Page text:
Bonfire night was, as it is every year, on the 5th of November but there were nearly fireworks when I visited Oxford Street the following night. I heard about the Christmas lights being switched on a few days earlier on Capital FM so thought I’d go to the seasonal event (eventhough I’m not the biggest fan of Cheryl Fernandez-Versini) and get in the festive spirit. I went to see Kelly Clarkson turn them on back in 2011 and enjoyed the evening. Last time, there was a designated disabled viewing area just at the side of the stage because it is impossible to see over a crowd in a wheelchair. That wasn’t the case this year.
Since the ‘Access All Areas’ event in October, I have been keen to see if it as easy for wheelchair users to use Public Transport in London as the people at TfL. As I have said before, access to taxis is basically non-existent but I am pleased to confirm that over ground trains and buses are disabled friendly (well I haven’t tried them all obviously). At least the train to St. Pancras and bus to Oxford Street is. The new route master is quite plush and impressive actually. I haven’t tried the Tube recently but that should be another interesting adventure.
After a successful train then bus journey, my carer and I arrived on Oxford Street at about 16:00. We made our way to John Lewis where the stage was set and a large crowd was waiting to get in. There were event stewards on hand to help but none of them knew of any disabled viewing area with one security guard telling us to "get in the queue like everybody else". It’s probably not hard to imagine but I was incensed as you can imagine. We then spoke to a third steward who told us to "maybe go and try at the other end”. Bad advice.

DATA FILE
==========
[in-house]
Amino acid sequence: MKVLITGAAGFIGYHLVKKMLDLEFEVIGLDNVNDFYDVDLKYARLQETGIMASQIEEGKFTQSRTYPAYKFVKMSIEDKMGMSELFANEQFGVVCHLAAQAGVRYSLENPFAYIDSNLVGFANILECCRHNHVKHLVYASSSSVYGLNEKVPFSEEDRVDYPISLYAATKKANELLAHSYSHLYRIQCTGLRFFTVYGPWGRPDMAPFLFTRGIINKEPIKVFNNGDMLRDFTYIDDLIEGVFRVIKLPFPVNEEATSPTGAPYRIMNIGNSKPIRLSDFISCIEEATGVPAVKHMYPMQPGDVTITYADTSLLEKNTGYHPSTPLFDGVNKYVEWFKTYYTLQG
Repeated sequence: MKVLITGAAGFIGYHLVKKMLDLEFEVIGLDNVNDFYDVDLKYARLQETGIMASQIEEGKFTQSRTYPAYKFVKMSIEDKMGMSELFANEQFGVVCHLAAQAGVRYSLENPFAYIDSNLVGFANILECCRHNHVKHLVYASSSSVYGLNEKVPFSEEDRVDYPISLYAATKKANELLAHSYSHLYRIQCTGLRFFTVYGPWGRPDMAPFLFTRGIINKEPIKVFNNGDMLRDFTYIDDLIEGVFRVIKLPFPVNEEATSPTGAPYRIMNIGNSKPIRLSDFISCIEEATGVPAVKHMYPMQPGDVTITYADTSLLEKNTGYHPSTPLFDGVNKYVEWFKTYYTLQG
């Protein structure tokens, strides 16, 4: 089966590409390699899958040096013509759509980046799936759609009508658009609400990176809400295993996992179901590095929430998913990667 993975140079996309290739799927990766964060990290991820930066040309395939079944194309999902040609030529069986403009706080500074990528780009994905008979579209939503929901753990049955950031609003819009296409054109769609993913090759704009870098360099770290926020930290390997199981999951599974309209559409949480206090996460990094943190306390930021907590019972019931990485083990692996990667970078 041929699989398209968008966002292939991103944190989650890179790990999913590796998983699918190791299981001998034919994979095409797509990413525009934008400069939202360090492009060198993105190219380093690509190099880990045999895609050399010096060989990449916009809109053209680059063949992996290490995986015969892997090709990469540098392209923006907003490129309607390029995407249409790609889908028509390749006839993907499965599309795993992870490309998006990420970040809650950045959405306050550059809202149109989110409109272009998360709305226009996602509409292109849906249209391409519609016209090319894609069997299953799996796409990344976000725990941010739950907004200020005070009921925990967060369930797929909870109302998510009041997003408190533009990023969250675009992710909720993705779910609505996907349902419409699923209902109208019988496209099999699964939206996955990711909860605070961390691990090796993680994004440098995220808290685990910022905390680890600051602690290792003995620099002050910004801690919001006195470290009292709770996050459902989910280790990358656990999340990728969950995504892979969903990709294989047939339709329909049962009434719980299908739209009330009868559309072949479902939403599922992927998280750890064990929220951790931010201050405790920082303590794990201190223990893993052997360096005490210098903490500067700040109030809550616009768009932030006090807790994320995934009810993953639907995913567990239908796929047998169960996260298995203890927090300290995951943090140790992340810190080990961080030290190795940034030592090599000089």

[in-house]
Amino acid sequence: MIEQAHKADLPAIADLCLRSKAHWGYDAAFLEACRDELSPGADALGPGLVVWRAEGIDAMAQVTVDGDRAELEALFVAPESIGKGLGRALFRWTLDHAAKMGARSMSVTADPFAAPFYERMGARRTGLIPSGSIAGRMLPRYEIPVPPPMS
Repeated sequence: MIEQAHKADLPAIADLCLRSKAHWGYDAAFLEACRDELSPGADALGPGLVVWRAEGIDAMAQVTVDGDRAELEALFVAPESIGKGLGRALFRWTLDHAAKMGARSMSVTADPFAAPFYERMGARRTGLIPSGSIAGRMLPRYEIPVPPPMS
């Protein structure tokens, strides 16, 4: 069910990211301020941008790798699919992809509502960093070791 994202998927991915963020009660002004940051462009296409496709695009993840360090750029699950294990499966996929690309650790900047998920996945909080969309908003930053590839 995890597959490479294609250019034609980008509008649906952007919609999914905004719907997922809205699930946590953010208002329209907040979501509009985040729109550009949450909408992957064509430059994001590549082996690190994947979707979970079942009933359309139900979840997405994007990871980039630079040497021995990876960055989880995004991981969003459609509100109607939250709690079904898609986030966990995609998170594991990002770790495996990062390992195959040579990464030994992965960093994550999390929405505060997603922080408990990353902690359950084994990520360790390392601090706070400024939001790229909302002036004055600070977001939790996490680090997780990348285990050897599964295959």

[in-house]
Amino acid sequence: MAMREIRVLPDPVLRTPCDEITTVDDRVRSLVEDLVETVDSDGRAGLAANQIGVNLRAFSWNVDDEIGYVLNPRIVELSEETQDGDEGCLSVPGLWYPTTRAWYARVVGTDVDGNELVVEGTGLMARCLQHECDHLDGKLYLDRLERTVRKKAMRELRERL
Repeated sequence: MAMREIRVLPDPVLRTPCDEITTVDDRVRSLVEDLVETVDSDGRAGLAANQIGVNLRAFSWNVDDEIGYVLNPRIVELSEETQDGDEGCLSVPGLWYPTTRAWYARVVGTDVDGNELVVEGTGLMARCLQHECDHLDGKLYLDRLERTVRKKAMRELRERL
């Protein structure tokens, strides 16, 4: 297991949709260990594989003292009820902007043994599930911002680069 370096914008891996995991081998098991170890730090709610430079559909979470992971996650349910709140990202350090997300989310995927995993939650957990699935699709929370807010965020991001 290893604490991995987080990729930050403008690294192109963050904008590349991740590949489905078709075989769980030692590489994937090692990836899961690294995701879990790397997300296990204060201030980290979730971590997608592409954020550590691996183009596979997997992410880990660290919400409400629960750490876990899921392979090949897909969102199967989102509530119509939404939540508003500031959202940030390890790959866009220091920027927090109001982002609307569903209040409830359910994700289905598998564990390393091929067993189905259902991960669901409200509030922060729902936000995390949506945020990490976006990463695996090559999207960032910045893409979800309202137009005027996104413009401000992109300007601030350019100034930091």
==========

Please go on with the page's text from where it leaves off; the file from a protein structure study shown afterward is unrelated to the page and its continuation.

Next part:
Luckily I don’t suffer from panic attacks but a narrow pathway packed with 100’s of people is probably a claustrophobic’s idea of hell on earth. It was awful though. Everyone was pushing, which as you can imagine is very dangerous in such a confined area. I was actually scared of getting hit or someone falling on me. I even was concerned that some people in the crowd would get angry and start being violent. London is a busy place but it’s pretty out of order for kittling to be used as a form of crowd control in any circumstance, but especially when there are disabled people and children in there.
When we finally did get out of the crowd (the show was well under way by that point), two helpful young men were sympathetic to our story and wanted to assist us. However, we were outside Debenhams now so were too far away from the stage. One of them did guide us to a screen where we could watch it. This was better than nothing but I might as well have stayed at home. At least the speakers wouldn’t have blown. It would have also saved a massive headache and it wouldn't have cost me a single penny. Plus, Cheryl was only on stage for a minute and didn’t sing. Nothing new there…
By the way, I've wrote a letter of complaint to Oxford Street, John Lewis and Capttal (the latter two sponsored/promoted the event) explaining the issues I had. I doubt it will do anything but worth a try surely.
Bye for now!